The crystal and gem websites and books provide many possible meanings for Labradorite: a crystal of shamans, a stone of awakening, symbolizing inner spirit and intuition, fostering self-esteem, etc. etc. But for me, it’s about confidence. Even though it’s an optical illusion—there is of course no light emanating from inside the stone, it’s merely reflected—Labradorite with its inner gleam is my constant reminder that I have all that I need within me. I have all that I need here and now to be contented, happy, whole, well. I don’t need anybody’s approval. I am enough.

I don’t know how I lost my first stone or how I obtained my second one, but some years have passed since that magical birthday in Arizona, and I have become more practised at losing things. These days I often think of Elizabeth Bishop’s poignant poem, “One Art,” pulsing with irony:

The art of losing isn’t hard to master;
so many things seem filled with the intent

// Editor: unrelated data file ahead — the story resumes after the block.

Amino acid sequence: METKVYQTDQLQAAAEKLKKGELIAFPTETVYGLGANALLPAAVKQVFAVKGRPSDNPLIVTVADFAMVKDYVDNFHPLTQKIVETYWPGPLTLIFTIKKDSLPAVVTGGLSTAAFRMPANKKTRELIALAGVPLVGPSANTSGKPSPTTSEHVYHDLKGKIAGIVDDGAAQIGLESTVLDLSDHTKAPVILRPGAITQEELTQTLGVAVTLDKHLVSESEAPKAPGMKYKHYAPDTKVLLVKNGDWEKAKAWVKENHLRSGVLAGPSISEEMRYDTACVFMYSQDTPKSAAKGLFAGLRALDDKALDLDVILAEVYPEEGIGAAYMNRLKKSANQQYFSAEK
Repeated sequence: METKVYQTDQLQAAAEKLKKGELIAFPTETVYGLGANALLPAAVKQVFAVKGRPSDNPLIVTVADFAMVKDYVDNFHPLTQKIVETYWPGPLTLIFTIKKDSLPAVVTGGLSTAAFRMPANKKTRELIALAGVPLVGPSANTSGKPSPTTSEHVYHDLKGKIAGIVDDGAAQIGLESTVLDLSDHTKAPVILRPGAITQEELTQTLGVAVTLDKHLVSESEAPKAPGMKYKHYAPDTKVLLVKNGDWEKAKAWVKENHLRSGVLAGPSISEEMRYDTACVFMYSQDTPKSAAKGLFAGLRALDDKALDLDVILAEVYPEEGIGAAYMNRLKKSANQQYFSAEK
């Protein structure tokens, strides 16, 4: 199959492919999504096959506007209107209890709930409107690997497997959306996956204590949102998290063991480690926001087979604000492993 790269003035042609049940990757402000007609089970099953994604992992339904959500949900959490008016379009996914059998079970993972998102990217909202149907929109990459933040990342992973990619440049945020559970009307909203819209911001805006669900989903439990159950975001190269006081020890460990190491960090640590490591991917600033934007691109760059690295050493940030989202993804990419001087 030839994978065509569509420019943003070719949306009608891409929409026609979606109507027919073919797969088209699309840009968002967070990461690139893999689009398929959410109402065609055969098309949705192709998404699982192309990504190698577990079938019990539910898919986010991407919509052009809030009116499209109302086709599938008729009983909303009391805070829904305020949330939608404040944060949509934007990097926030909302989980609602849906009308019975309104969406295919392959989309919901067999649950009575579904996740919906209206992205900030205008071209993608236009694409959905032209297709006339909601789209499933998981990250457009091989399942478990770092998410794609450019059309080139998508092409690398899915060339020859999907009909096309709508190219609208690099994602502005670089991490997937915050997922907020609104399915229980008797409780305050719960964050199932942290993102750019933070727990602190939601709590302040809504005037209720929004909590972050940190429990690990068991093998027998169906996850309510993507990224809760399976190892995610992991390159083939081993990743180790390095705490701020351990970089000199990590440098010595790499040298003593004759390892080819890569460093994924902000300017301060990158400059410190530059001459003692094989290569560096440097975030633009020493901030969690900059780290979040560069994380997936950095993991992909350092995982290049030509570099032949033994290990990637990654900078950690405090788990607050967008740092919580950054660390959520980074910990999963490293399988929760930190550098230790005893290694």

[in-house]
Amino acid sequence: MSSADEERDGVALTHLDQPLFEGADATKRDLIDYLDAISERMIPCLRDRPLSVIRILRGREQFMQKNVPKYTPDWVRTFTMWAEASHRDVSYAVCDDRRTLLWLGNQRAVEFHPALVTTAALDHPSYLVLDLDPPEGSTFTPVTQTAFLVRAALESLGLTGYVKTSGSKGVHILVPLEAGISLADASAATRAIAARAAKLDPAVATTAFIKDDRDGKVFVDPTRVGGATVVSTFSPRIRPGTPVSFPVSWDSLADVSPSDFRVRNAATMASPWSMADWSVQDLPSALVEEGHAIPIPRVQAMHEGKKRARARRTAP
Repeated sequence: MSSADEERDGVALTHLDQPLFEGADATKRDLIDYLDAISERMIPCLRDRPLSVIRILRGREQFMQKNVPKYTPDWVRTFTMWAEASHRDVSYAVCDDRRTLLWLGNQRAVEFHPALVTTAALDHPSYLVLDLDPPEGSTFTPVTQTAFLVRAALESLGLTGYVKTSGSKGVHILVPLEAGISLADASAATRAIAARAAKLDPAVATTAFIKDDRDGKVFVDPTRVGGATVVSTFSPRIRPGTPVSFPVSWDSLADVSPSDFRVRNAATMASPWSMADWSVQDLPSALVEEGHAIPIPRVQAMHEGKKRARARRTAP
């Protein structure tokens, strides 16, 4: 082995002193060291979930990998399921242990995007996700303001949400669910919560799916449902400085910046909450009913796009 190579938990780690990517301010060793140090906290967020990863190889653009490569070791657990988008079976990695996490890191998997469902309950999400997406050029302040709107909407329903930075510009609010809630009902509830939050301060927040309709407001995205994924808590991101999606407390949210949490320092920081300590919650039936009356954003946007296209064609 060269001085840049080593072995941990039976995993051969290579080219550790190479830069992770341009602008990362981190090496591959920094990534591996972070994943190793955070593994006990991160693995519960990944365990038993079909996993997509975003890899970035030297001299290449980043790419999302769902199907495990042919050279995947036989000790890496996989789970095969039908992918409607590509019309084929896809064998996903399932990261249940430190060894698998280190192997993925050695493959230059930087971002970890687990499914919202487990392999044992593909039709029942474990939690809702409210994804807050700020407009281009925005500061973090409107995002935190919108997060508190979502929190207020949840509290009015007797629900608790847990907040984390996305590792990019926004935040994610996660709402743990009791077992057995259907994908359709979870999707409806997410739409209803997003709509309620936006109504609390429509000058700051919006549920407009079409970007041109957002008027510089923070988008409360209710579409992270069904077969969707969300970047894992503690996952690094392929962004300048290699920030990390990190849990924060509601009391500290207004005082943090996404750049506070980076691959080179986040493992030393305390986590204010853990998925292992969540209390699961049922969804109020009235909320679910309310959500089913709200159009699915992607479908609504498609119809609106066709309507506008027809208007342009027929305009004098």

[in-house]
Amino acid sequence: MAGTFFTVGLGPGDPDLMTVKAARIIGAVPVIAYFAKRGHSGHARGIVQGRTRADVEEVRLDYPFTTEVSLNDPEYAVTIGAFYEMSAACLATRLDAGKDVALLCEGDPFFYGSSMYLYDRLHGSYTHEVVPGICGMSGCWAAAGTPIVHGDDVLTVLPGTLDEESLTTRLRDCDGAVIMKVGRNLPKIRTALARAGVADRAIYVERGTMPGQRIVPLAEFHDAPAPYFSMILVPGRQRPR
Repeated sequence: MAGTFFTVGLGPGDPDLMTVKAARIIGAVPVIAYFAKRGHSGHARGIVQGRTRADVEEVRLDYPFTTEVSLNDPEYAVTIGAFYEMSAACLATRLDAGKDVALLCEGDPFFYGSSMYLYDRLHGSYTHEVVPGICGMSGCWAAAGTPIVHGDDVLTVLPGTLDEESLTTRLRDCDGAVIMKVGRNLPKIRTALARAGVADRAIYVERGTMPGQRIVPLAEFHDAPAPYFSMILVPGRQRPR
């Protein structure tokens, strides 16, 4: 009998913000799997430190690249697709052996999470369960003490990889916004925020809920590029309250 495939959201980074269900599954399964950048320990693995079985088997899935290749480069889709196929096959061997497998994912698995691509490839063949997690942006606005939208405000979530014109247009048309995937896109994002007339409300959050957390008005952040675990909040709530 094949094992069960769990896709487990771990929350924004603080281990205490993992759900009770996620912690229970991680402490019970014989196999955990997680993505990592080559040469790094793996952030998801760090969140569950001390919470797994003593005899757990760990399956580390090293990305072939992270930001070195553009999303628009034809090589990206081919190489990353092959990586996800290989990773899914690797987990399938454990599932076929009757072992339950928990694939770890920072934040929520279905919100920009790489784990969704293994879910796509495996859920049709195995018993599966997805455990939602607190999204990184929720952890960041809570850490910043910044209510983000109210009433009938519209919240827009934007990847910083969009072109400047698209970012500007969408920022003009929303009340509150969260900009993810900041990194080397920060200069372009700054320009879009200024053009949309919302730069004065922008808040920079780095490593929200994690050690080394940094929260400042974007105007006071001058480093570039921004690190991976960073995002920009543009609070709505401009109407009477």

to be lost that their loss is no disaster.

Lose something every day. Accept the fluster
of lost door keys, the hour badly spent.
The art of losing isn’t hard to master.

Then practice losing farther, losing faster:
places, and names, and where it was you meant
to travel. None of these will bring disaster.

[to read the whole poem go here: https://www.poetryfoundation.org/poems/47536/one-art]

Loss is inevitable—memories, things, loved ones, life. We all get to have lots of practice. While treasuring my third stone, I already anticipate losing it. I’ve already misplaced it several times in one week, so its loss feels inevitable. I hope the person who finds this stone appreciates its oblique flicker, its slant of fire.

Walking it back

Madeline: “I’d like to go that big yard sale tomorrow,”

Two heartbeats occur.

Madeline: “But maybe you’d rather not. I guess we have something else planned?”

Michael: “Don’t walk it back! If you want to go the sale, you should go to the sale.”

Michael has noted that I have a habit of “walking it back.” I put forward an idea, a desire, a need. Then I rapidly withdraw it, sometimes not completely, but I often pull it back at least partially in a sentence laden with doubt. I offer qualifications for the original ask, or I might revise it entirely, deciding I don’t want it after all if it 1) inconveniences another person or persons or 2) makes me appear to take up too much space in the world (literally andmetaphorically).